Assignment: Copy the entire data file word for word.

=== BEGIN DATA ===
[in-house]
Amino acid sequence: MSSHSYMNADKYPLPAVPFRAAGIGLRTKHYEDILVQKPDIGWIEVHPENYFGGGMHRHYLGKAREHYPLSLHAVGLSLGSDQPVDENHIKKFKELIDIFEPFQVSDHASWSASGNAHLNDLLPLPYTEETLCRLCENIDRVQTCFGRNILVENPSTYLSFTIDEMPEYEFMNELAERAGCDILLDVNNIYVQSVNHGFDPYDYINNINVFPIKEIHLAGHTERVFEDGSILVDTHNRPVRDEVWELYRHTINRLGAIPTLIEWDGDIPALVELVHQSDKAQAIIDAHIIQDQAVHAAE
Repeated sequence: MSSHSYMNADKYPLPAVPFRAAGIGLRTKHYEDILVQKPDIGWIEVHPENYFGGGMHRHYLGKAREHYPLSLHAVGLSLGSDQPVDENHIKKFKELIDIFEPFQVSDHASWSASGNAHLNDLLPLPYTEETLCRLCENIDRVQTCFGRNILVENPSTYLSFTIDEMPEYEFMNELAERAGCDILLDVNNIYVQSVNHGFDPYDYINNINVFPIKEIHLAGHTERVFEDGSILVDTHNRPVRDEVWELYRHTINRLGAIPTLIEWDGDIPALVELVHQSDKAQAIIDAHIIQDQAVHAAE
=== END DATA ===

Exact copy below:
[in-house]
Amino acid sequence: MSSHSYMNADKYPLPAVPFRAAGIGLRTKHYEDILVQKPDIGWIEVHPENYFGGGMHRHYLGKAREHYPLSLHAVGLSLGSDQPVDENHIKKFKELIDIFEPFQVSDHASWSASGNAHLNDLLPLPYTEETLCRLCENIDRVQTCFGRNILVENPSTYLSFTIDEMPEYEFMNELAERAGCDILLDVNNIYVQSVNHGFDPYDYINNINVFPIKEIHLAGHTERVFEDGSILVDTHNRPVRDEVWELYRHTINRLGAIPTLIEWDGDIPALVELVHQSDKAQAIIDAHIIQDQAVHAAE
Repeated sequence: MSSHSYMNADKYPLPAVPFRAAGIGLRTKHYEDILVQKPDIGWIEVHPENYFGGGMHRHYLGKAREHYPLSLHAVGLSLGSDQPVDENHIKKFKELIDIFEPFQVSDHASWSASGNAHLNDLLPLPYTEETLCRLCENIDRVQTCFGRNILVENPSTYLSFTIDEMPEYEFMNELAERAGCDILLDVNNIYVQSVNHGFDPYDYINNINVFPIKEIHLAGHTERVFEDGSILVDTHNRPVRDEVWELYRHTINRLGAIPTLIEWDGDIPALVELVHQSDKAQAIIDAHIIQDQAVHAAE